This interplay between our equal value and complementary roles is no more clearly demonstrated than in Ephesians 5:22-27: "Wives, submit yourselves to your own husbands as you do to the Lord. For the husband is the head of the wife as Christ is the head of the church, his body, of which he is the Savior. Now as the church submits to Christ, so also wives should submit to their husbands in everything. Husbands, love your wives, just as Christ loved the church and gave himself up for her to make her holy, cleansing her by the washing with water through the word, and to present her to himself as a radiant church, without stain or wrinkle or any other blemish, but holy and blameless."
To argue that man’s headship is cultural ignores the clear context of the passage, which calls out the eternal truths of Christ’s headship over and sacrificial love for His church. What is also clear is that man’s charge is both wonderful and daunting … he is to lay himself down for his wife with sacrificial love. The woman’s charge to submit gets much of the attention, but the command to the man is one of the most beautiful and challenging in Scripture, and often gets completely lost in the controversy. However, this passage provides important context for the larger discussion over God’s design for church roles and responsibilities (again, too often reframed as a human-centered quibble over “rights”).Finally, it seemed important to widen the aperture to the spirit which gives rise to this impulse to reinterpret God's Word in order to keep it current and "relevant". In fact, the more relevant we seek to become by becoming like the culture around us, the less relevant we actually are.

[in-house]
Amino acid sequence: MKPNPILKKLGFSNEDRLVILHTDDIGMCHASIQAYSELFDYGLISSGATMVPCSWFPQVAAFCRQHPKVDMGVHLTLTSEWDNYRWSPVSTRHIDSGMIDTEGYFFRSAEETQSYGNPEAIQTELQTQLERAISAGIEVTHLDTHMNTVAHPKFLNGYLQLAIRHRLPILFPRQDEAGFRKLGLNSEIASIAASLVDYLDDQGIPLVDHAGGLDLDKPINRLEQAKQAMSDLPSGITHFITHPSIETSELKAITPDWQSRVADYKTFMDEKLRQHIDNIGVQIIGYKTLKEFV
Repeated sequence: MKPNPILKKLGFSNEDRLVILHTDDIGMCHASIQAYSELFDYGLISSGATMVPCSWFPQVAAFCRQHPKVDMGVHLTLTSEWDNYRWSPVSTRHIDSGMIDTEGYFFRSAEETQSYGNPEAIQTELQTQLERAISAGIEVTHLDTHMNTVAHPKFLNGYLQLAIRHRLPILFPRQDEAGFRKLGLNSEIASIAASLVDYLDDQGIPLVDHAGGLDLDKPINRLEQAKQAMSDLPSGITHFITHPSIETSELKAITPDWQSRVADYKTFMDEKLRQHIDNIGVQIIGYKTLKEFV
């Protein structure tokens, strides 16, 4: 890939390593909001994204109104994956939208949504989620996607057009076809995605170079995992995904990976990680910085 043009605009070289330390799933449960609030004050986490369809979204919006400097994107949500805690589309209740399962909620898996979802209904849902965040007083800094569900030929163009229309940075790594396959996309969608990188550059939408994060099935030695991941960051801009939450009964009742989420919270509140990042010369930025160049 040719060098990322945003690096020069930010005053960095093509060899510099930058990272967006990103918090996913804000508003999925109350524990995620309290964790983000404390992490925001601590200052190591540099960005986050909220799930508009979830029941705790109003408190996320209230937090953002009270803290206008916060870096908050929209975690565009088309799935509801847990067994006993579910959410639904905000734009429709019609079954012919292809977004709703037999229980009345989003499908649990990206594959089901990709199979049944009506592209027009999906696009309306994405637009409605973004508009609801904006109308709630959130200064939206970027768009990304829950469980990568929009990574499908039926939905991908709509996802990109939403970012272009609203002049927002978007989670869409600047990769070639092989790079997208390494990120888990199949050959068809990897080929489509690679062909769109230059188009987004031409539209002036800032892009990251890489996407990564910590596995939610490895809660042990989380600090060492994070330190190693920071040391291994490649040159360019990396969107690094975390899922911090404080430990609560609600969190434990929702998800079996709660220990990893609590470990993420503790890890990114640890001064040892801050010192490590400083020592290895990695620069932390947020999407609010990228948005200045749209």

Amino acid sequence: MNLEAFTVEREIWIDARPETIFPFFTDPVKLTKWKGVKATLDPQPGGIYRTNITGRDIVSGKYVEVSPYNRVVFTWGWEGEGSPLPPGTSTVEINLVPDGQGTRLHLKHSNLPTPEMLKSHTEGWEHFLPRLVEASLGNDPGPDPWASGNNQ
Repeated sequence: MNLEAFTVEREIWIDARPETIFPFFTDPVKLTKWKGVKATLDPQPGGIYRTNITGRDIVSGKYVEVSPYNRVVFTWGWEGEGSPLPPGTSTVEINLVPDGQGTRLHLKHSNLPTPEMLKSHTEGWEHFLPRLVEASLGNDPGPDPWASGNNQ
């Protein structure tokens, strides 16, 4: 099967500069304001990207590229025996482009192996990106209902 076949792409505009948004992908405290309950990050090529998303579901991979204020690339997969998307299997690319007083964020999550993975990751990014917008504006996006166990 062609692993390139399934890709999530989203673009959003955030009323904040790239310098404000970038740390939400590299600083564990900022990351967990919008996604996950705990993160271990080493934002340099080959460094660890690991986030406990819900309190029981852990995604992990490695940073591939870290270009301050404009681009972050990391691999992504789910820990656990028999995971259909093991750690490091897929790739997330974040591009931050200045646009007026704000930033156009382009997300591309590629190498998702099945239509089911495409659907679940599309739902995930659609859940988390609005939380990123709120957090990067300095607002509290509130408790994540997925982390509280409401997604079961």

Beyond question there is immense good which has proceeded from clearly enunciating the value of women in our Western society. There is also much confusion over roles, because egalitarians have pressed so hard that there is no longer any room in the “enlightened” Western mind for the other half of the equation. There is a great deal to this discussion that owes to intellectual laziness and a desire to conform to our culture’s notions of enlightenment.If we want the church to make a difference in the world, why not try God's way? His perfect design for the sexes is enormously powerful, challenging, and, well ... relevant!
This was foretold by the Apostle Paul: ”For the time will come when people will not put up with sound doctrine. Instead, to suit their own desires, they will gather around them a great number of teachers to say what their itching ears want to hear.” (2 Tim 4:3) We need to be very careful, and recognize that when the church becomes like the world (i.e., when we sacrifice obedience to “relevance”), we cease to be change agents. We lose our “saltiness” and are “no longer good for anything, except to be thrown out and trampled underfoot.” (Matt 5:13)
For those who are willing to see it, there is a beautiful model set forth in Scripture for men and women, in which we embrace both the great value and the distinctive roles God has creatively, ingeniously and graciously granted us. When we do so in obedience, we find ourselves transformed and joyful in submission to His design and commands.And of course, a reminder that all of this confusion has its roots in a very ancient offense:
More thoughts on this here: The Curse: Your Desire Will Be for Your Husband
And here: The Curse II: And He Will Rule Over You